Äser dën neschene!
Posted by Philip Newton
on 8:35 8/20/01
In reply to: Äser dën neschene! posted by Irgend Jemand on 10:00 8/18/01
Are birthdays observed in Verduria? If so, how *does* one congratulate
someone on their birthday there? Different languages seem to use different
phrases, often fairly idiomatic and/or with interesting grammar.
- For example, English just says "Happy Birthday". I'll presume that's
short for "I wish you a happy birthday", so the phrase would be in the
accusative. However, there's also "I wish you all the best on your
birthday", with a preposition ('on') that might not be easy to guess for a
- German uses "(Ich wünsche dir) alles Gute zum Geburtstag" ("I wish
you everything good to the birthday"; again, accusative) or "Herzlichen
Glückwunsch zum Geburtstag" ("hearty luck-wish to-the birthday"; also
accusative, though I couldn't say what verb would be elided here) or simply
"Ich gratuliere dir zum Geburtstag", with the construction "I congratulate
you(dat.) to-the(dat.) birthday(dat.)".
- Greek uses "Xrónia pollá" or "many years", which is
probably accusative. Maybe it's "Sou eúxomai xrónia
pollá"? That's "You(dat.) I-wish years(acc.) many(acc.)".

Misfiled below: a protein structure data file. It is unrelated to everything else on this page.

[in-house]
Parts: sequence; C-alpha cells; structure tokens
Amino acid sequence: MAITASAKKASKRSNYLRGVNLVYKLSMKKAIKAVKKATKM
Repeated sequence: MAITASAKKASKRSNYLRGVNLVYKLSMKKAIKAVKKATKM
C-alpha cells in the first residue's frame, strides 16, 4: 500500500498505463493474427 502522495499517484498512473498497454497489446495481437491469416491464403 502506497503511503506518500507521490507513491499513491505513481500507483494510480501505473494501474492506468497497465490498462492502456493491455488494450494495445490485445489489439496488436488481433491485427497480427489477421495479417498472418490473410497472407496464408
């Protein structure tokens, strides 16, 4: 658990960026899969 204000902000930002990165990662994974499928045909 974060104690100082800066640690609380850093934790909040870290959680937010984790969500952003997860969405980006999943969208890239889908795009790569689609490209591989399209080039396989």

- Russian uses "Ya pozdravlyayu tebya s dnëm rozhdeniya" or "I
congratulate you(acc.) with day(instr.) of-birth(gen.)". That's especially
what I was thinking of when I mentioned "interesting grammar" above -- I
would not have expected a congratulating verb to take the
instrumental case for the occasion of congratulating. Also slightly
interesting is the use of the accusative with "congratulate" where German
and Greek use the dative. However, "to wish" does take the dative, for
example "Ya zhelayu tebe vsego samogo luchshego" ("I wish you(dat.)
all(gen.) most(gen.) best(gen.)"), which is again (to me) unusual for using
the genitive for what appears to be its direct object.
So what does Verdurian use? I found nothing appropriate in the section on
"Conventional Expressions" in the reference page. Maybe something like "Len
zurai fsë dobre pro/ad/eta/cum/she dënán neschene lë"? Or
"Len zurai äser dën neschene"? Or simply "Midhai cum len!" =
"Congratulations!" (literally, "I celebrate with you")?
Hmm, I find that the English-Verdurian dictionary has the rather dull
Zula neschena!, which would be an accusative, short for something
like Len zurai zula neschena. I'm not sure if Irgend constructed
dën neschene or got it from something else I wrote... if the
latter, it's presumably because the neschena is technically the
celebratory meal when you were actually born, so that commemorations of
it would be dënî neschene.
I think the pagans would be more likely to annually commemorate one's
nacuy or redel, the adulthood ceremony. But since I'm not
a pagan, we don't have to worry about that. :)
"Dobre" in your first example should really be either accusative (to
match fsë, the object of zurai) or genitive ("all of good"). And
no preposition at all is required for time expressions, though de
is allowed. So I'd write Len zurai fsë dobrei dënán
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